“You’ve come in the worst conditions,” Paddy Howe says drolly. It’s September and the seaside town of Lyme Regis is still basking in summer. Sunlight scintillates off the water, the sand-and-shingle beaches, the white façades of Georgian shophouses, hiding the fossils in plain sight of everyone who has come to pick them.
Howe, a local museum geologist, leads a motley crew of adults and kids along a stretch of beach between Lyme Regis and Charmouth, which forms part of the Jurassic Coast: Ninety-five miles of shoreline backed by craggy cliffs streaked in shades of green, blue gray, and brown, named for the fossils they still hold from the Mesozoic—the “Age of reptiles”—250 to 65 million years ago. It’s a landscape that has its own peculiarly evocative vocabulary: Church Cliffs, layered with limestone and shale called Blue Lias, and the ominous-sounding tumbled mass of Black Ven, with strata of Marl, Shales-with-Beef, and Greensand. It’s one of Britain’s largest active landslips, and after heavy rains, it can move as much as ten meters in a night: “A conveyor belt of fossils,” Howe calls it.
The volatility of this land makes some of the homes here unmortgageable, but it’s also what coaxes its secrets out. Howe tells us that rain turns the clay, shale, and rocks into mud, which flows down the slope and brings the fossils with it. Then the waves wash the mud away and leave the fossils on the beach. They’re easier to see when they’re wet and shiny. “That’s why I’ll go out during a storm, if it’s not dangerous to do so. If I wait, someone else will get there first.” He’s been “hooked on looking” since he was six years old.
It’s on this stretch of beach in 1812 that Mary Anning, a young girl and pioneering local fossil hunter—who would likely be better-known today had she been born a man—unearthed the remains of a whole ichthyosaur. It was like no other creature the world had ever imagined, with eyes that seemed to bulge, a body like a dolphin’s, and a mouth like a crocodile’s. Almost two hundred years later, on this same stretch of beach, Howe found his ichthyosaur. It now hangs in the local museum.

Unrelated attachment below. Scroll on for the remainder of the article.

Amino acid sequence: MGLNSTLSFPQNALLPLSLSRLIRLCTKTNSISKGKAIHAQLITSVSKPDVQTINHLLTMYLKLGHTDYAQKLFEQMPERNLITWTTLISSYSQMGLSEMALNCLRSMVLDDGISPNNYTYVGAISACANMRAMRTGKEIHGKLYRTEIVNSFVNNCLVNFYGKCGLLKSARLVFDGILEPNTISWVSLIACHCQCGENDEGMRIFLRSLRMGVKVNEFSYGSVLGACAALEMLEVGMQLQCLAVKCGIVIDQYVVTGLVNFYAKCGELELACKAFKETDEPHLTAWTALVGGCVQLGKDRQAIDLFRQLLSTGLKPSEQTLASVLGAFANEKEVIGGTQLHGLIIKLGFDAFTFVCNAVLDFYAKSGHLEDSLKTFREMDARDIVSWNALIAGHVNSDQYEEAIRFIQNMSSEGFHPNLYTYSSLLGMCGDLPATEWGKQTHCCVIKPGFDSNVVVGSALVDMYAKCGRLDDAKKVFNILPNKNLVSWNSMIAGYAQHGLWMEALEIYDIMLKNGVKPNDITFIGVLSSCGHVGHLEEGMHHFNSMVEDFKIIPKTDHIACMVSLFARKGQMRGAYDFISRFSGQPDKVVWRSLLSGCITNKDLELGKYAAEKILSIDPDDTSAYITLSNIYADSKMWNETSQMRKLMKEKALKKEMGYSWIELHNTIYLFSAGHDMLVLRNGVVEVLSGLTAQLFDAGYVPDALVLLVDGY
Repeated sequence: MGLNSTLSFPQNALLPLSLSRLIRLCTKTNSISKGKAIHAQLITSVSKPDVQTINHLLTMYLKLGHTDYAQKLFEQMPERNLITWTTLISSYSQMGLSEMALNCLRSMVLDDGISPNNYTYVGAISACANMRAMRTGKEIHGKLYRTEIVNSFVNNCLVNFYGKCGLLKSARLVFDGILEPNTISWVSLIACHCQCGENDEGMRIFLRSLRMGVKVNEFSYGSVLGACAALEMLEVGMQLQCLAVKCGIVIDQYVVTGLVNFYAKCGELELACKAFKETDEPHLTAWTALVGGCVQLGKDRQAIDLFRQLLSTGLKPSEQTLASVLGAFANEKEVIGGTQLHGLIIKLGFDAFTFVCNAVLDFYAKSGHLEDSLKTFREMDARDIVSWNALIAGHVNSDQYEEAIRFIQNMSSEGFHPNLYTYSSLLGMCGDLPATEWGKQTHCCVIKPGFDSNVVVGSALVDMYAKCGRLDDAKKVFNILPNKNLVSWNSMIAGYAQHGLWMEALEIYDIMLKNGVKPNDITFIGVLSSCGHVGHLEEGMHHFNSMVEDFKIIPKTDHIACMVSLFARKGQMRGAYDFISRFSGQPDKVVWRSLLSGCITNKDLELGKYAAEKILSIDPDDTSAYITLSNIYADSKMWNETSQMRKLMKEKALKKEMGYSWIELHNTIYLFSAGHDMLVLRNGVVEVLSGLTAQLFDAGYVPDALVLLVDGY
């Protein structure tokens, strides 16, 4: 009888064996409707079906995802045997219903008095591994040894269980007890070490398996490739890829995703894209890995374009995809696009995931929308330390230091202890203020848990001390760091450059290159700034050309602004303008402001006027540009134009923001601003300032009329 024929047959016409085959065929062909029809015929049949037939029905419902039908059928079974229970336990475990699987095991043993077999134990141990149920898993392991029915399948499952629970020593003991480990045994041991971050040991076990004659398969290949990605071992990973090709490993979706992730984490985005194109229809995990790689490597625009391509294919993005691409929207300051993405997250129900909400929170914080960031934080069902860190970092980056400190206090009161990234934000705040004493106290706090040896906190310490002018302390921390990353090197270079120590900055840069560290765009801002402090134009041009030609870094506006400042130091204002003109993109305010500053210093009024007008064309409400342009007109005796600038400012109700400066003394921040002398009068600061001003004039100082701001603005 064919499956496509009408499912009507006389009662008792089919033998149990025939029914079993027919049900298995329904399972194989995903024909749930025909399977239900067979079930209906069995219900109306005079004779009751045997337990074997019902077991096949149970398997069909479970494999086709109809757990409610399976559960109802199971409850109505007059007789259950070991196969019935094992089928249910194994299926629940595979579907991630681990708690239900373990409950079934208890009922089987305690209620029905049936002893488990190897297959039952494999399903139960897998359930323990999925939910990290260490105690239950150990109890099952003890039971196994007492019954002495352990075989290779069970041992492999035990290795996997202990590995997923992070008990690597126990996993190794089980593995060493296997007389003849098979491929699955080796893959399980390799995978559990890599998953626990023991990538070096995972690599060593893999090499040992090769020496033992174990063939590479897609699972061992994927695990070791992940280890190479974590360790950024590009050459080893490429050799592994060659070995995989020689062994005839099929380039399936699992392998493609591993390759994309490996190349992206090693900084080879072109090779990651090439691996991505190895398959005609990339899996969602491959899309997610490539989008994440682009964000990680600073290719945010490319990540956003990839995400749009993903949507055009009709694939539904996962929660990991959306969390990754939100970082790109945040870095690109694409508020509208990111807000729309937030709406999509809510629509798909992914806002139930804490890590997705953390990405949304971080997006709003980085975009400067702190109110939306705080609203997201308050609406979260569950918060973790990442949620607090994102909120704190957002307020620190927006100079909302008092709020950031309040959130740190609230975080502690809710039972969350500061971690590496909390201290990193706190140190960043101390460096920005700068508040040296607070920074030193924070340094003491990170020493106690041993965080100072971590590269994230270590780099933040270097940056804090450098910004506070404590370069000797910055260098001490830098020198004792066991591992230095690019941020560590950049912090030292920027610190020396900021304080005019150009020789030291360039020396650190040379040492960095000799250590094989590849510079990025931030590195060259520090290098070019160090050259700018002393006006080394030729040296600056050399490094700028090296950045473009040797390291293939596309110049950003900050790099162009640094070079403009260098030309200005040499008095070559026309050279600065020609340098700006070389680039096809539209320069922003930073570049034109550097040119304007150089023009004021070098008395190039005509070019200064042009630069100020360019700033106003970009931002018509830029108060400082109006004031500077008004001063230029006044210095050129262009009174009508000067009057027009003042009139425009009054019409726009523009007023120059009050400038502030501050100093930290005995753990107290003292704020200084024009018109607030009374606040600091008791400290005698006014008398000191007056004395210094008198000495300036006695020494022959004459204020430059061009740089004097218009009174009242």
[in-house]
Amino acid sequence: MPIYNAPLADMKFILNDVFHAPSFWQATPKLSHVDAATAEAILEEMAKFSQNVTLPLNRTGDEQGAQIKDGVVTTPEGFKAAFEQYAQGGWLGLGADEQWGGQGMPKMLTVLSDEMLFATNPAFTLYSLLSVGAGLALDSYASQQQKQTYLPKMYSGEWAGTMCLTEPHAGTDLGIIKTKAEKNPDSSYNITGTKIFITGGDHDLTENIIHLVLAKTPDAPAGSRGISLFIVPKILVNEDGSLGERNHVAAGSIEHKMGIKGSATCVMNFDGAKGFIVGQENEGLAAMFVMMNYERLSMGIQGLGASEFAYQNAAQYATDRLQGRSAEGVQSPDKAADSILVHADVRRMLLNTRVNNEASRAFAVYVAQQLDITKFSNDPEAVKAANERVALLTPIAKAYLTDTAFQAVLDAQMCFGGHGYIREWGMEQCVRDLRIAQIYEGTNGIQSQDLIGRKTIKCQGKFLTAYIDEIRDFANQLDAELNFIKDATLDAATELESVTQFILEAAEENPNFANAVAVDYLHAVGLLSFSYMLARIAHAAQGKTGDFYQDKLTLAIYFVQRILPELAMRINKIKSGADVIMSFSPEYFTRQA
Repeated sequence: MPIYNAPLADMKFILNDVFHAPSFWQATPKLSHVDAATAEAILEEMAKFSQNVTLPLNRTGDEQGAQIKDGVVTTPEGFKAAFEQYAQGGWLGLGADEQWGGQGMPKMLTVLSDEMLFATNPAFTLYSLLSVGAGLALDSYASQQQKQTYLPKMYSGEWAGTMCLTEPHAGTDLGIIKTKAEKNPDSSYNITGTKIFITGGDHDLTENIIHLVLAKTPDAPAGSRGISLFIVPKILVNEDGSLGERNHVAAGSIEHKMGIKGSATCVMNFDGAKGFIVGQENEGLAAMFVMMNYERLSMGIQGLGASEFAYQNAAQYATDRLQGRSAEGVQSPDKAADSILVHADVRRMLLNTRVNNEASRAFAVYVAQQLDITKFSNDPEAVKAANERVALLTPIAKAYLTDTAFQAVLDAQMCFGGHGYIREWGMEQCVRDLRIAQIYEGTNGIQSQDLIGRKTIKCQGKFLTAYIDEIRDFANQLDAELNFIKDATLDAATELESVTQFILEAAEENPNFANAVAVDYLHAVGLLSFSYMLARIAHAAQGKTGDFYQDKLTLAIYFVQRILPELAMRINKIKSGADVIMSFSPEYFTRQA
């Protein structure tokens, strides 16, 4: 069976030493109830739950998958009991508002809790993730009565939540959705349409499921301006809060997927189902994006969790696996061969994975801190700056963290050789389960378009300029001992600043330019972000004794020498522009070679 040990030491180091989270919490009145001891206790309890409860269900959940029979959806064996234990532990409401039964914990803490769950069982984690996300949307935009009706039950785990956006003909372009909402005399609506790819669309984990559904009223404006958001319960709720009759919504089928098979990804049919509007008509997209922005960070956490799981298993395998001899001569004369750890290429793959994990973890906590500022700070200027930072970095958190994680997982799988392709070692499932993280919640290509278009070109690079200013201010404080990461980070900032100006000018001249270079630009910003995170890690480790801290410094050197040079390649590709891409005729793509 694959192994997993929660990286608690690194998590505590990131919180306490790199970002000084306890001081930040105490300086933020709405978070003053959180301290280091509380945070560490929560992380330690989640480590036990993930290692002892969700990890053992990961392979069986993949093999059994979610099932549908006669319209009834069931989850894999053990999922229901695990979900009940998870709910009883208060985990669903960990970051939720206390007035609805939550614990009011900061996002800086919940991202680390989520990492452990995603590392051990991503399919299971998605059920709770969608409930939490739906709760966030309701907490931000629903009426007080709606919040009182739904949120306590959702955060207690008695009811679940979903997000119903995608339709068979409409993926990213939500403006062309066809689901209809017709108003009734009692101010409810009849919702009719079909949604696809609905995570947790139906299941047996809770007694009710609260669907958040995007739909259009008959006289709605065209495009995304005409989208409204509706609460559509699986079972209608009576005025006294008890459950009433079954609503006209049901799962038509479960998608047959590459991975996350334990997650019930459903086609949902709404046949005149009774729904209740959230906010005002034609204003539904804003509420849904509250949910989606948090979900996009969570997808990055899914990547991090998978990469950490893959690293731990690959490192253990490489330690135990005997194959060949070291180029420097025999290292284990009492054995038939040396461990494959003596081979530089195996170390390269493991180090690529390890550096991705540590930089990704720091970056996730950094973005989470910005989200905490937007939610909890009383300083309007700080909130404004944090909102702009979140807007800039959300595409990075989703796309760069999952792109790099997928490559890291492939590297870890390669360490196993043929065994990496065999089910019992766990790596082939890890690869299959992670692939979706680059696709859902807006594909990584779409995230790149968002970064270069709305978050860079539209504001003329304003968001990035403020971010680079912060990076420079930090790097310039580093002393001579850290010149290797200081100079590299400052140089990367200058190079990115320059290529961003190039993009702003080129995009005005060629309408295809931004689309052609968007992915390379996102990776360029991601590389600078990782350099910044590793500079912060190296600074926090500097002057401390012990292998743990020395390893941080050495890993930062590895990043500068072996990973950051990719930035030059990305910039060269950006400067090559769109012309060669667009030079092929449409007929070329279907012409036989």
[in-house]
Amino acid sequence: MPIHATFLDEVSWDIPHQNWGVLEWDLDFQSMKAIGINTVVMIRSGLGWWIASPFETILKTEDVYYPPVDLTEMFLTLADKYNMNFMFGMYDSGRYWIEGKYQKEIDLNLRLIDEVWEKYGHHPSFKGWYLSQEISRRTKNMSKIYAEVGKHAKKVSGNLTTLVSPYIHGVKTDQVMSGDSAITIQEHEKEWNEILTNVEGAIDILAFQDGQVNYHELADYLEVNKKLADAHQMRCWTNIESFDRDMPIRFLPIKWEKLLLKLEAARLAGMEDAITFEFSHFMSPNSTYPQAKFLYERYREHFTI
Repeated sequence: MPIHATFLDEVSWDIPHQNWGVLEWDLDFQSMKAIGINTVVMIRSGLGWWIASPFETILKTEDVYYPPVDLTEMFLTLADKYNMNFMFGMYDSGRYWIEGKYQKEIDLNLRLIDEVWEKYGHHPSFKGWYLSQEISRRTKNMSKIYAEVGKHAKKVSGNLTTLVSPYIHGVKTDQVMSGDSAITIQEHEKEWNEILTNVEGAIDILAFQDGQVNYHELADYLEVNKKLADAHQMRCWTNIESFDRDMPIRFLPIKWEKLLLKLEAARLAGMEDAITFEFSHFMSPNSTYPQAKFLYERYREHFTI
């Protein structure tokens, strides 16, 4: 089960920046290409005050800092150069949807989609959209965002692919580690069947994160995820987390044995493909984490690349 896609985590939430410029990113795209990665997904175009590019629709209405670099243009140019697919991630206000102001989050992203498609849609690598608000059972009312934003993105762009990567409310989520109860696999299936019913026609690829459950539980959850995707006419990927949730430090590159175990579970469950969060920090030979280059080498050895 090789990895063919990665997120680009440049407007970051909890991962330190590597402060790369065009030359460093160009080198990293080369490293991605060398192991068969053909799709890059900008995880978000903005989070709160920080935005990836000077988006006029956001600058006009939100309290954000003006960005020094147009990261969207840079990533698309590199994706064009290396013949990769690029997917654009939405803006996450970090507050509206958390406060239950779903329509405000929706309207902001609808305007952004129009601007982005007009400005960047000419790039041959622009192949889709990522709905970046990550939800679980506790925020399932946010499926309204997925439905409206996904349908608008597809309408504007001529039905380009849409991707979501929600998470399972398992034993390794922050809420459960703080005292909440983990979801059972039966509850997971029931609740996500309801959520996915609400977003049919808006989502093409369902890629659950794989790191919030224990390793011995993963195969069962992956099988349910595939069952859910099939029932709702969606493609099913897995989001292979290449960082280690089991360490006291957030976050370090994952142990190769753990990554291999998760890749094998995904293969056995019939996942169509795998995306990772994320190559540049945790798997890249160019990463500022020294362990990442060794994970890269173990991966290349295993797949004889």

“That’s not an everyday find, and I can’t promise you one of those today. But it’s well within the range of possibilities.”
History tells us that she was struck by lightning as a baby, and was never the same again; that she inspired the tongue twister “she sells seashells by the seashore”; that, though she came from a poor family and was uneducated, she held her own among male scientists of the day, and once declared to a royal entourage: “I am well-known throughout the whole of Europe.” They say she never married, and speculate about the affairs she might have had. “There’s so much we don’t know about Mary,” says Paddy Howe.
What’s undeniable, however, is the contribution she made to the nascent field of paleontology in the early nineteenth century. It’s said that it was actually her brother Joseph who first stumbled on the skull of Mary’s seventeen-foot-long ichthyosaur—the first in the world to be documented—but that she found the rest of it. And it was she who dedicated her life to fossil hunting as a means of supporting her family after her father, who had always taken Mary and Joseph with him to hunt for fossils, died in 1810. At a time when the salubrious effect of the sea was popularly touted, and the Napoleonic Wars discouraged travel abroad, Lyme Regis developed into a seaside resort, and tourists came wanting to take something home—a piece of vertebra, a rib—to add to their cabinets of curiosities.